Monday, April 14, 2008
Trivia question: When do bags upon bags crammed with neckties-enough to wear a different one every day for maybe two years-come in handy?
Answer: When you're a crazy-ass fashion designer. When you're sewing an entire gown out of ties. When at least 150 go into the skirt alone.
Chelsi Hornbaker, the designer in question, asked her grandpa for some ties around Christmas. She knew he had some ace relics from his history-teaching days. "I thought he maybe had four," Hornbaker says, "and he dug out two bags full."
Knowing she'd struck Texas tea, Hornbaker asked her other grandpa for more ties, and he, too, forked over two bags of them. Then she and her mom and grandma hit the thrift stores and purchased more bags upon bags of ties. Three hundred, 400, 500. Wide ties, thin ties, floral-print ties, Bible-verse ties, ties that play songs when you press them in the right spot.
And then she and Steffani Day, her classmate in the fashion design program at Johnson County Community College, rudely divorced the ties from their original purpose and began turning them into a line of garments.
A line of garments for you, dear reader, to feast your eyes upon Saturday at the fourth annual Earth Day Fashion Show, an occasion so mind-blowingly momentous-10 lines of clothing from local stores and designers! More than 100 models! 1,900 seats to fill!-you might die of fashion overblow.
For the hundreds of people involved in putting the show together as a benefit for the Clean Water Fund, this means 10 lines of clothing to throw together, 100 models to clothe and doll up, and one cavernous Lied Center to logisticize.
"It's a heck of an undertaking, I will say that," says Mark Swanson, who last year went as far as to construct a makeshift limo on stage for his Hobbs and Spectator's models.
The genesis of the ballooning fashion show occurred three years ago when Mark Chapman and other folks at Lada Salon & Spa wanted to throw an Earth Day event to raise money for the environment. Being salon folk, perhaps it wasn't a stretch that they dreamt up a fashion show, and pretty soon about six of them found themselves doing hair and makeup for more than 100 models every year.
After the line of people waiting to get in last year snaked from Liberty Hall to Borders a block and a half away, Chapman figured the event required more space. The show has sold out three years running and raised more than $3,500 a year. This year Chapman hopes to raise $5,000 in what he says will be the largest fashion show in a four- or five-state area.
In the past, all the modeling was done by locals, mostly KU students. Last year Wilhelmina, a big, national modeling agency, announced it would be awarding a modeling contract after the show. The agency ended up awarding four contracts and is supplying 60 models this year'.
"Not to sound cocky, but our show is incredible," Chapman says. "Wilhelmina told us last year that it was the best show that they'd seen in the Midwest. And coming from them, that is amazing."
For local stores, the show is a rare opportunity to pimp their wares in front of a large, captive audience.
"You take a garment and you hang it on a hanger and it looks like one thing." says Loni Hosking, local designer and Ecoboutiquo owner. "You put it on a body and put it on a stage and put lights on it, and it just looks fabulous. It's really great advertising."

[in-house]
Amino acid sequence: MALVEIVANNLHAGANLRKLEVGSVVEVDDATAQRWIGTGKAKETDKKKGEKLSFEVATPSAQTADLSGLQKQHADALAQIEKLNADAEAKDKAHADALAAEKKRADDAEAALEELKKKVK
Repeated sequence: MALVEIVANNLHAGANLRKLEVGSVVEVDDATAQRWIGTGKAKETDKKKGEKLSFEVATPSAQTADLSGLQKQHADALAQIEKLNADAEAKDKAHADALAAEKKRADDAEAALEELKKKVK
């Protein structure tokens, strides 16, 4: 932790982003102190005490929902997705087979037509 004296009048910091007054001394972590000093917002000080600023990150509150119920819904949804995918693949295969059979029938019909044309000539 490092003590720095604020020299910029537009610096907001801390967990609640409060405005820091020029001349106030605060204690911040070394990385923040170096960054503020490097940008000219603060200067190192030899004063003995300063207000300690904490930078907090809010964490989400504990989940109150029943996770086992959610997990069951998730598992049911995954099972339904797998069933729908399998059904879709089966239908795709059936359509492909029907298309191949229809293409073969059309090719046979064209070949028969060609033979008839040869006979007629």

And putting outfits together with a fashion show in mind gives designers and store owners a chance to go more over the top than they might with the stuff you ordinarily see in their stores.
Hosking, whose reinvented, recycled clothing fits in neatly with the Earth Day theme, has been working on a dozen garments for the show since the beginning of the year. One dress utilizes an old-fashioned lace tablecloth for the skirt. One is made up of about a dozen slips sewn together. An "earth flapper" dress is covered in green sequins. Another has a simple black slip on top with maybe 50 scarves sewn on the hemline.
"When you're trying to keep a boutique open, you make a lot of street-type wear that people can picture themselves wearing," Hosking says, "but for a fashion show-especially at the Lied Center-I tried to sass it up a little bit and make it a little more theatrical, a little more dramatic."
- Saturday, April 19, 2008, 7 p.m.
- Lied Center, 1600 Stewart Drive, KU campus, Lawrence
- All ages / $10
With a smorgasbord of incongruent local stores involved, you'll end up with Hosking's tablecloth dress bumping up against Vintage Van's lineup of cheesy-awesome '20s-'70s formalwear and swimwear, with models marching to the tune of the Beach Boys' "Good Vibrations" and Kenny Loggins' "I'm Alright."
"Sometimes I have to kind of convince the kids about the music, but that's what makes it fun," says Vintage Van owner Martha Pierce.
She has selected from her collection of retro wear (which she sells in the loft of Antique Bazaar II) such pieces as a '30s gold and metallic ruffled dress, a pair of wool swimsuits from the '20s and a '60s yellow ruffled go-go dress that could have been worn by Goldie Hawn on "Laugh-In."
Swanson, owner of Hobbs and Spectator's, doesn't plan on constructing a limo on stage this year, but he says that coordinating outfits, music, hair and makeup for two dozen people-12 models for each store-inevitably leads to a big, hectic rush at the last minute.
Earth Day Fashion Show
"It's just amazing how much involvement it takes for these things," he says. "But it always ends up, when the thing begins, and the lights and the action and everything is on, it's so much fun that it's like, 'Yeah, it was worth it.'"
Hornbaker and Day, meanwhile, will be "all tied up" (get it, reader?!) right up to the night of the show, stitching each tie into place. "We're going to keep on going," Day says, "pull some all-nighters and pull it off."Â»